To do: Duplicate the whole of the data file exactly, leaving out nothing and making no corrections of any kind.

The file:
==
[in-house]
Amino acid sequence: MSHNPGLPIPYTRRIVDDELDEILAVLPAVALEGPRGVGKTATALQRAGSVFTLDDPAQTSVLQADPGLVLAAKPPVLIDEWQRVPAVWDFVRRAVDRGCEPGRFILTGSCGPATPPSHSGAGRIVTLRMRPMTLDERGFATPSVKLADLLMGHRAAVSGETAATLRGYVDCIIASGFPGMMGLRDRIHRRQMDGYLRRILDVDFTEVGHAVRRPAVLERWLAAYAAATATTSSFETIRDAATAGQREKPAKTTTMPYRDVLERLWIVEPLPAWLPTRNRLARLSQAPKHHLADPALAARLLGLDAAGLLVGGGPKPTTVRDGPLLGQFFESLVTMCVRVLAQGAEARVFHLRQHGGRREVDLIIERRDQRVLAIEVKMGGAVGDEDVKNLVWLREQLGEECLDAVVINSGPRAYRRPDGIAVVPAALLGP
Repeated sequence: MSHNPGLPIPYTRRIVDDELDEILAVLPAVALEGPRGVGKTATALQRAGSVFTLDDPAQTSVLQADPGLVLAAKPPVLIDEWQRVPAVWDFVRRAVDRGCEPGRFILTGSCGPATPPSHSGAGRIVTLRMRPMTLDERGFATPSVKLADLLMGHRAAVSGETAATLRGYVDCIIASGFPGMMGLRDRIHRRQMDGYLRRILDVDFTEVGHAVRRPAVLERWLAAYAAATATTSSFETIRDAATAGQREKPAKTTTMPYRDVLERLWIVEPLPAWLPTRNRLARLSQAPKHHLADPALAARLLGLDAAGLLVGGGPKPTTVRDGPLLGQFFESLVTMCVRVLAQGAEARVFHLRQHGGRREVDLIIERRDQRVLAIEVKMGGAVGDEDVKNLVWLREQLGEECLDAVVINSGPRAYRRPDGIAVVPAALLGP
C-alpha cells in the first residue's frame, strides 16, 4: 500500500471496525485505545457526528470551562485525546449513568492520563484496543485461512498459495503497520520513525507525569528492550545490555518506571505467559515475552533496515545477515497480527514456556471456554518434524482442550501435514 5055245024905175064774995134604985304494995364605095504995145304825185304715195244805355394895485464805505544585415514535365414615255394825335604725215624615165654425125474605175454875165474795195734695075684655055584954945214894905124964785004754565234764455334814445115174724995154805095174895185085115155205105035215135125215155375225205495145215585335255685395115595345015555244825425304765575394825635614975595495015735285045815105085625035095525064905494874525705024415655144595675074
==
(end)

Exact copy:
[in-house]
Amino acid sequence: MSHNPGLPIPYTRRIVDDELDEILAVLPAVALEGPRGVGKTATALQRAGSVFTLDDPAQTSVLQADPGLVLAAKPPVLIDEWQRVPAVWDFVRRAVDRGCEPGRFILTGSCGPATPPSHSGAGRIVTLRMRPMTLDERGFATPSVKLADLLMGHRAAVSGETAATLRGYVDCIIASGFPGMMGLRDRIHRRQMDGYLRRILDVDFTEVGHAVRRPAVLERWLAAYAAATATTSSFETIRDAATAGQREKPAKTTTMPYRDVLERLWIVEPLPAWLPTRNRLARLSQAPKHHLADPALAARLLGLDAAGLLVGGGPKPTTVRDGPLLGQFFESLVTMCVRVLAQGAEARVFHLRQHGGRREVDLIIERRDQRVLAIEVKMGGAVGDEDVKNLVWLREQLGEECLDAVVINSGPRAYRRPDGIAVVPAALLGP
Repeated sequence: MSHNPGLPIPYTRRIVDDELDEILAVLPAVALEGPRGVGKTATALQRAGSVFTLDDPAQTSVLQADPGLVLAAKPPVLIDEWQRVPAVWDFVRRAVDRGCEPGRFILTGSCGPATPPSHSGAGRIVTLRMRPMTLDERGFATPSVKLADLLMGHRAAVSGETAATLRGYVDCIIASGFPGMMGLRDRIHRRQMDGYLRRILDVDFTEVGHAVRRPAVLERWLAAYAAATATTSSFETIRDAATAGQREKPAKTTTMPYRDVLERLWIVEPLPAWLPTRNRLARLSQAPKHHLADPALAARLLGLDAAGLLVGGGPKPTTVRDGPLLGQFFESLVTMCVRVLAQGAEARVFHLRQHGGRREVDLIIERRDQRVLAIEVKMGGAVGDEDVKNLVWLREQLGEECLDAVVINSGPRAYRRPDGIAVVPAALLGP
C-alpha cells in the first residue's frame, strides 16, 4: 500500500471496525485505545457526528470551562485525546449513568492520563484496543485461512498459495503497520520513525507525569528492550545490555518506571505467559515475552533496515545477515497480527514456556471456554518434524482442550501435514 5055245024905175064774995134604985304494995364605095504995145304825185304715195244805355394895485464805505544585415514535365414615255394825335604725215624615165654425125474605175454875165474795195734695075684655055584954945214894905124964785004754565234764455334814445115174724995154805095174895185085115155205105035215135125215155375225205495145215585335255685395115595345015555244825425304765575394825635614975595495015735285045815105085625035095525064905494874525705024415655144595675074